Former school governor from Warwick district is spared jail after grooming 12-year-old girl and taking ‘upskirt’ pictures of schoolgirls on a bus

A disgraced former school governor who tried to meet a girl he had groomed online has escaped being jailed despite also taking ‘upskirt’ pictures of schoolgirls on a bus.

David Revell, who resigned as a governor of Myton School in Warwick after being trapped by a 'paedophile hunter group' and arrested, had pleaded guilty to attempting to meet a 12-year-old girl.

David Revell.

David Revell.

He also admitted engaging in sexual communication with a child, taking indecent pictures of children and making indecent images of children by downloading them.

But at Warwick Crown Court, Revell (68) of Ebourne Close, Kenilworth, was given a 14-month prison sentence suspended for two years, with a rehabilitation activity.

Judge Barry Berlin, who said he was giving him ‘the benefit of the doubt,’ also ordered him to do 150 hours of unpaid work, to register as a sex offender for ten years, and to pay £425 costs.

Prosecutor Andrew Wilkins said the matters came to the attention of the police after Revell travelled to Manchester to meet a 12-year-old girl he had been communicating with online.

But in fact he was met by members of a paedophile hunter group who had set up a decoy profile of the supposed girl, and the police were contacted and Revell was arrested.

His phone and his laptop were seized, and on them the police found evidence of online conversations of a sexual nature with five girls, as he believed them to be.

Revell’s messages to one 13-year-old included telling her: “You look very hot. Love it that you’re so young.”

In his communication with the 12-year-old he had arranged to meet, he made it plain their conversation had to be kept private – because he would not want her to get in trouble.

“He talks about seeing her legs and liking to see her in a mini-skirt, and eventually there’s an arrangement to meet up, that she should travel to Manchester without telling her parents and he would travel from Warwick,” said Mr Wilkins.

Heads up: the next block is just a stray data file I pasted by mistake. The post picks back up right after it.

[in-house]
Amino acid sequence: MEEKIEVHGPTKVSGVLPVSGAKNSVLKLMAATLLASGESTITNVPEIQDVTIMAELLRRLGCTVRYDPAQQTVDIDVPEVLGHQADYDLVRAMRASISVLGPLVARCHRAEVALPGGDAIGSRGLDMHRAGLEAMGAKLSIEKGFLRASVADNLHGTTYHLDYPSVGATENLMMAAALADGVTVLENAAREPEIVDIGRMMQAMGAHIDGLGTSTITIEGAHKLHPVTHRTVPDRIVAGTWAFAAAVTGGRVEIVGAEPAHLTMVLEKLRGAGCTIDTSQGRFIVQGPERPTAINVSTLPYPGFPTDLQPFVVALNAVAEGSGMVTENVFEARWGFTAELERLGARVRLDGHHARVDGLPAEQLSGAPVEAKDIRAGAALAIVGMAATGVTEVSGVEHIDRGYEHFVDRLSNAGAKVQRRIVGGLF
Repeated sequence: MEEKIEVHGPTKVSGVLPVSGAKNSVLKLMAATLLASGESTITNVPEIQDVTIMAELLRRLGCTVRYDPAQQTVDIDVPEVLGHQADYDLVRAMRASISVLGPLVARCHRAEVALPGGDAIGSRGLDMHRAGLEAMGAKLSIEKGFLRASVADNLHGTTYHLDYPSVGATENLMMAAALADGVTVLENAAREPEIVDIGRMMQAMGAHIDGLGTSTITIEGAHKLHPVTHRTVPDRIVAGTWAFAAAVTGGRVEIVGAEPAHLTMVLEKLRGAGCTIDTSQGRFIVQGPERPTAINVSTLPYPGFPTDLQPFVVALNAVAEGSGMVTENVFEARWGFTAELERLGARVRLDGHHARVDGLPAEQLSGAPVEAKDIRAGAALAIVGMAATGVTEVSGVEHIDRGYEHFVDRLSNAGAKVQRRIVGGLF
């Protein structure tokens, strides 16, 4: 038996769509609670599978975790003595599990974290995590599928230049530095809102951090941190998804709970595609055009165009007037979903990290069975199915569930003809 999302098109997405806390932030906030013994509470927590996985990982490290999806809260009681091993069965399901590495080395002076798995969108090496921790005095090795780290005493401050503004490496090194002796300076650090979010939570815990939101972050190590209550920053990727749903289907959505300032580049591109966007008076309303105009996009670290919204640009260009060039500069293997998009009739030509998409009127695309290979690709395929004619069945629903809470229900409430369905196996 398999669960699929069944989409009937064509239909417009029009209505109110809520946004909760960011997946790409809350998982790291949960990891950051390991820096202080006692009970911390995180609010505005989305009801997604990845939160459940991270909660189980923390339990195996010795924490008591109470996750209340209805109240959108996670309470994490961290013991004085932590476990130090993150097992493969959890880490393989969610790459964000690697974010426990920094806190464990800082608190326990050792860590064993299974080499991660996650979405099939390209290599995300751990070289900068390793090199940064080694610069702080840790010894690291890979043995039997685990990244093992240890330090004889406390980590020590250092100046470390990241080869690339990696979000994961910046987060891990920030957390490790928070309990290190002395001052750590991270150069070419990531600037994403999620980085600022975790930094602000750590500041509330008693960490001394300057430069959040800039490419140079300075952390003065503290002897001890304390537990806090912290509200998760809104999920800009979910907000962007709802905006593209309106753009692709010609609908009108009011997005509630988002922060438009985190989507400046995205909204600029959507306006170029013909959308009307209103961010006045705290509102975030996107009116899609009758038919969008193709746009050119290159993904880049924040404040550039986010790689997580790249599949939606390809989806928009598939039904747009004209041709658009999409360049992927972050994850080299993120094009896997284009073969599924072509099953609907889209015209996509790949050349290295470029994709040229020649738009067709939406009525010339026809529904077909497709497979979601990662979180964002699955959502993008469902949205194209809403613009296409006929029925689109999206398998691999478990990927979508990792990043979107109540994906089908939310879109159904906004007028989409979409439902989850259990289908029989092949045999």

Revell made it clear he would buy her gifts and talked about going to a hotel room, ‘but there’s nothing graphic.’

He also sent one girl attempted ‘upskirt’ pictures he had taken of girls on a bus, which Mr Wilkins said was concerning because he was a school governor at the time, and asked her to take similar pictures and send them to him.

His computer also contained 387 images of girls in naked or indecent poses which he had downloaded from the internet, and two more serious ones of girls in non-penetrative sexual activity.

Manchester police passed the matter to the Warwickshire force, and when he was then interviewed Revell gave a prepared statement denying the offences, but made no further comment.

Amy Jackson, defending, said: “Your Honour has to deal with this man of 68 years of age who has not previously been before a court.

“He offers no excuse for his offending. He is disgusted and shocked with himself. It is genuine remorse, and not just self-pity.”

Miss Jackson said there was no indication that, if the 12-year-old existed, he would have engaged in sexual penetration with her, and argued that the ‘candid voyeurism’ was different to grooming a girl to obtain images of her.

She said Revell, who had a history of voluntary work, had not gone into school governing with any unlawful intention, and the role did not bring him into direct contact with children.

As a result of the offences, his family have cut all ties with him, which Miss Jackson said had been significant punishment.

And she added that since his arrest, Revell has completed work with the Lucy Faithful Foundation and Stop It Now, which both work with sex offenders, and has engaged with a psycho-analyst to address his offending.

Sentencing Revell, Judge Berlin told him: “You are 68 years of age, and you should be thoroughly ashamed of yourself.

“You were found to have been grooming children you knew were 10 to 13 years old, and had arranged to meet someone who you thought was 12.

“But there are mitigating factors. You entered a plea of guilty at the earliest opportunity, you have shown remorse and, more importantly, you have taken active steps to address your problems.

“I am going to give you the benefit of the doubt, just about give you the benefit of the doubt.”